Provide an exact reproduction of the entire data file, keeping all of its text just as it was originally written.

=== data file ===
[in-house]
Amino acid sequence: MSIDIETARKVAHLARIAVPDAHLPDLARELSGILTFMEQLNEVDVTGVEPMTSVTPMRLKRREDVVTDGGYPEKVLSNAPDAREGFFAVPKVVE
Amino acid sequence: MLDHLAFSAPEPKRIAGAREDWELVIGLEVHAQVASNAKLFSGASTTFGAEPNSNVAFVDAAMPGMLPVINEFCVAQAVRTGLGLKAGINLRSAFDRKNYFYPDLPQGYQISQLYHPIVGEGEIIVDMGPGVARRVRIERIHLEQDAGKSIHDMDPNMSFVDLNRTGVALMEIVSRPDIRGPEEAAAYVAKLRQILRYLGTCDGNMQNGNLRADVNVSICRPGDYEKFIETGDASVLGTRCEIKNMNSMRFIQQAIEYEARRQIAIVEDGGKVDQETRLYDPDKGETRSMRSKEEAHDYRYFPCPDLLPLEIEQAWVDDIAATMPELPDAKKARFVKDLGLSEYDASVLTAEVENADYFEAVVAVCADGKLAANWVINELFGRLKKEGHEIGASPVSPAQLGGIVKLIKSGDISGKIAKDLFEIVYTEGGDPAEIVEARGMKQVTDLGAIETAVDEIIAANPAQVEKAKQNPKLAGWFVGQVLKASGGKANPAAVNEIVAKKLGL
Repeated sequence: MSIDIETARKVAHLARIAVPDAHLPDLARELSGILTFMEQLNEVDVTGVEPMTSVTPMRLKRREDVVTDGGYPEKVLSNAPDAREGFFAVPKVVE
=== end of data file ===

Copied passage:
[in-house]
Amino acid sequence: MSIDIETARKVAHLARIAVPDAHLPDLARELSGILTFMEQLNEVDVTGVEPMTSVTPMRLKRREDVVTDGGYPEKVLSNAPDAREGFFAVPKVVE
Amino acid sequence: MLDHLAFSAPEPKRIAGAREDWELVIGLEVHAQVASNAKLFSGASTTFGAEPNSNVAFVDAAMPGMLPVINEFCVAQAVRTGLGLKAGINLRSAFDRKNYFYPDLPQGYQISQLYHPIVGEGEIIVDMGPGVARRVRIERIHLEQDAGKSIHDMDPNMSFVDLNRTGVALMEIVSRPDIRGPEEAAAYVAKLRQILRYLGTCDGNMQNGNLRADVNVSICRPGDYEKFIETGDASVLGTRCEIKNMNSMRFIQQAIEYEARRQIAIVEDGGKVDQETRLYDPDKGETRSMRSKEEAHDYRYFPCPDLLPLEIEQAWVDDIAATMPELPDAKKARFVKDLGLSEYDASVLTAEVENADYFEAVVAVCADGKLAANWVINELFGRLKKEGHEIGASPVSPAQLGGIVKLIKSGDISGKIAKDLFEIVYTEGGDPAEIVEARGMKQVTDLGAIETAVDEIIAANPAQVEKAKQNPKLAGWFVGQVLKASGGKANPAAVNEIVAKKLGL
Repeated sequence: MSIDIETARKVAHLARIAVPDAHLPDLARELSGILTFMEQLNEVDVTGVEPMTSVTPMRLKRREDVVTDGGYPEKVLSNAPDAREGFFAVPKVVE